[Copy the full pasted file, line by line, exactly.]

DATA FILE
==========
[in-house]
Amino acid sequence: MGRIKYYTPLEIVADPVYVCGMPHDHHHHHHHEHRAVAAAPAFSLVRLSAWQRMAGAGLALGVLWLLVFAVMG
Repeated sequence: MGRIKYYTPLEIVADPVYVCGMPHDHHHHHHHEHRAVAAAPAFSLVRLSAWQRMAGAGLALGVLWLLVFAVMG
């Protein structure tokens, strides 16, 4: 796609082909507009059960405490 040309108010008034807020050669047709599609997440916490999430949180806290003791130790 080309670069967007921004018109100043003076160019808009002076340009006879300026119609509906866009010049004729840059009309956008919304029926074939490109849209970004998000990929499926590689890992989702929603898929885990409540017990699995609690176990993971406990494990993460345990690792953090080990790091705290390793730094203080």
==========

[in-house]
Amino acid sequence: MGRIKYYTPLEIVADPVYVCGMPHDHHHHHHHEHRAVAAAPAFSLVRLSAWQRMAGAGLALGVLWLLVFAVMG
Repeated sequence: MGRIKYYTPLEIVADPVYVCGMPHDHHHHHHHEHRAVAAAPAFSLVRLSAWQRMAGAGLALGVLWLLVFAVMG
């Protein structure tokens, strides 16, 4: 796609082909507009059960405490 040309108010008034807020050669047709599609997440916490999430949180806290003791130790 080309670069967007921004018109100043003076160019808009002076340009006879300026119609509906866009010049004729840059009309956008919304029926074939490109849209970004998000990929499926590689890992989702929603898929885990409540017990699995609690176990993971406990494990993460345990690792953090080990790091705290390793730094203080």